Evidence continues to show that vaccinations are highly effective at preventing severe illness from COVID-19 infection, as well as hospitalizations and/or deaths related to contracting the disease.
“The good news is that our vaccines are highly effective at preventing severe disease, hospitalization and death,” Berreman said. “(But) the situation is really urgent.”
Delta Variant Now Dominant in Hawai´i
Dr. Edward Desmond, administrator of the DOH’s State Laboratories Division, said that as of early July, the Delta variant has become the dominant strain of COVID-19 in Hawai´i. It is now present on all islands.
In the state’s latest variant report ending July 3, 2021, a total of 55% of sampled cases were caused by the Delta variant. During the two weeks prior, it accounted for only 17%.
“This is more or less what was anticipated,” Desmond said. “It’s more transmissible than other variants.”
He added that the increase in cases is possibly linked to the now ubiquitous presence of the Delta variant throughout Hawai´i but reiterated that recent studies, including an article published in the New England Journal of Medicine, shows that US-authorized vaccines remain “highly effective against the Delta variant.”
Baehr said that vaccination rates statewide saw a steady decline in April and May. DOH then launched its #GetHawaiiVaccinated campaign in June, resulting in the state’s first increase in vaccination rates in weeks. By the second week, that number had leveled off. Currently, around 16,000 shots are being administered weekly.
A data lag does exist, and Baehr said he is hopeful that news of the Delta variant’s presence coupled with the statewide spike in cases will encourage some who have been on the fence about vaccination, or simply putting it off, to go ahead and get the shots.
“These are real people, these are families, these could be people you know,” Baehr said of those falling ill. “It can happen tomorrow in your community or to your family. This really should be a wakeup call.”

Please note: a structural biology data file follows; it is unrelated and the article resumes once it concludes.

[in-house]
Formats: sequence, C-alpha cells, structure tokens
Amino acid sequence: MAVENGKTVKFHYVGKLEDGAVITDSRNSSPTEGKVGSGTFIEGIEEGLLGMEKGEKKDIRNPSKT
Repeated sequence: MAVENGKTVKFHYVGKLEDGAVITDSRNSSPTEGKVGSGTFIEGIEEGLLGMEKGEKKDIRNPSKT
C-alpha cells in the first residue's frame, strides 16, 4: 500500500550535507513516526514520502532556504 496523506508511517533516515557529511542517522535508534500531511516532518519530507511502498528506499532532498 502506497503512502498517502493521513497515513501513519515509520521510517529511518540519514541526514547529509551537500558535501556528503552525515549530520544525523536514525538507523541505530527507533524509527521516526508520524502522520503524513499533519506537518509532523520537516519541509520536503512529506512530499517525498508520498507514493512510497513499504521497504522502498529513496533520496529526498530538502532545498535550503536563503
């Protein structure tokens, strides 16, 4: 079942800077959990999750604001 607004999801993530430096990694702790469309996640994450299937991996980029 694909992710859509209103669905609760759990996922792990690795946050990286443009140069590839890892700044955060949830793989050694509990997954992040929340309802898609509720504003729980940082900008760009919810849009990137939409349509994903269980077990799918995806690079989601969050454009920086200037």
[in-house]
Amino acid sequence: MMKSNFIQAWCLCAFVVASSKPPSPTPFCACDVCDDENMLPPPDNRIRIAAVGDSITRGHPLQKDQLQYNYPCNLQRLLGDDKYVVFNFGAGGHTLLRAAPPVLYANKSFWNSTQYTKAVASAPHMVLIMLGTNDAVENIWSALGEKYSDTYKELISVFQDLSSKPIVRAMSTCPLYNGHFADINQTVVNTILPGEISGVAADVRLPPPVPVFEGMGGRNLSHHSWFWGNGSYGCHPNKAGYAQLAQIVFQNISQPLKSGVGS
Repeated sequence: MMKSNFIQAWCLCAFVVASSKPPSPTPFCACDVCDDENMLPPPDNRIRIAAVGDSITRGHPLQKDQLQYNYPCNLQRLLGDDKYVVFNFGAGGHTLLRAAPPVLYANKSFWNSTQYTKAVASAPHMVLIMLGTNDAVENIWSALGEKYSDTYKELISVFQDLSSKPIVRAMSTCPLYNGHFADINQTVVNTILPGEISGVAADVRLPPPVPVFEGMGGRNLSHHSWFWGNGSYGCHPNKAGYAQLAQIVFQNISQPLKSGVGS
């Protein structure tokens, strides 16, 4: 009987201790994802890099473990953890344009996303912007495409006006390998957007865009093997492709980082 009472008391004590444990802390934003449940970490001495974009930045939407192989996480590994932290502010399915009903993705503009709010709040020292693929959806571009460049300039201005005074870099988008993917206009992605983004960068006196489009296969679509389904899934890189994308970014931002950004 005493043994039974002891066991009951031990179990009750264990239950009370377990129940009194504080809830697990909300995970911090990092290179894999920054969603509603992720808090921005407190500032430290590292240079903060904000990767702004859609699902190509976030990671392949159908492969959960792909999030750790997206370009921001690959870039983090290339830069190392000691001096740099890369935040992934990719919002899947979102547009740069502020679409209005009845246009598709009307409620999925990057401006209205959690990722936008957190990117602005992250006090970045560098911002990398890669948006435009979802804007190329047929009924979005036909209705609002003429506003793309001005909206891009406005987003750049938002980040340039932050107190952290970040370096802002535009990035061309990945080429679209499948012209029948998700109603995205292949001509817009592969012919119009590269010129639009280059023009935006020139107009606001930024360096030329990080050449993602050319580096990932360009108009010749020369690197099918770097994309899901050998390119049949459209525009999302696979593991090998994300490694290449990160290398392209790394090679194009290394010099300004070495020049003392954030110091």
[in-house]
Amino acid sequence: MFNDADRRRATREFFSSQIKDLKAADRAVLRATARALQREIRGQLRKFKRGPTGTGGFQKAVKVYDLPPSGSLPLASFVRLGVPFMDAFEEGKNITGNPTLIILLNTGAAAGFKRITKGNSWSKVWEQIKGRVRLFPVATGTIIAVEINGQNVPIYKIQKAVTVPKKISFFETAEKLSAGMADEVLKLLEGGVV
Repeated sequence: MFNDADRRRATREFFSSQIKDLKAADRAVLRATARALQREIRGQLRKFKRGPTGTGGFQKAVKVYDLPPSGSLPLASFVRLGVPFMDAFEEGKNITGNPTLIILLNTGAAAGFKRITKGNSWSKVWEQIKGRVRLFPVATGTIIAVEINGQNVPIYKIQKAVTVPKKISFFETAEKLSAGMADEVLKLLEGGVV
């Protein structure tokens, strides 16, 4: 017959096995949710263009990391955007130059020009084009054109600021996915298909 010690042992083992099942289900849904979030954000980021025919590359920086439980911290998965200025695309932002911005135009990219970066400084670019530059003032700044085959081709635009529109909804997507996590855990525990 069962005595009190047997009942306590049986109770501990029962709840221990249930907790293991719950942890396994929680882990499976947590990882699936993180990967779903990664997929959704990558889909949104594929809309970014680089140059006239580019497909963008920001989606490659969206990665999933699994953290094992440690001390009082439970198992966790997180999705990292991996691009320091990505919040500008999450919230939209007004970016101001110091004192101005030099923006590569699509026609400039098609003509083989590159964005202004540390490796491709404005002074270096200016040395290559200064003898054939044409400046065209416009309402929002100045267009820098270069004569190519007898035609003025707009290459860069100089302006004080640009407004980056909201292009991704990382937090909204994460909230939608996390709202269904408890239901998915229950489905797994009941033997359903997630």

“If you’ve been putting this off, it’s time to go in, get vaccinated, and be part of the solution.”
Return of Restrictions?
Whether Hawai´i will reinstate virus restrictions in the interest of public health, and what metric would be applied to determine that decision, remains unclear.
Baehr was asked Thursday if the state is primed to make such a transition, but responded that he did not have the necessary information to provide an accurate answer.
“That question is best directed toward the state administration,” Baehr said. “The Department of Health gives guidance. We are laser focused on health. Those who make these rules … those people have to consider a lot more.”
The decision will ultimately fall to Gov. David Ige. The governor speaks with the media weekly and has been asked what conditions might necessitate a return to COVID-19 restrictions.
To date, Ige has shied away from offering anecdotal or statistical scenarios that would incline him toward a return to restrictions. However, he has said consistently that he reserves the right to reinstate any measures he believes are necessary to protecting the public health, adding that he would not be hesitant to do so should the COVID-19 situation in Hawai´i demand such action.
As for public schools, they remain expected to begin on schedule with in-person learning serving as the primary mode of education. However, Berreman encouraged all parents to vaccinate their children against COVID-19, assuming they are at least 12 years of age.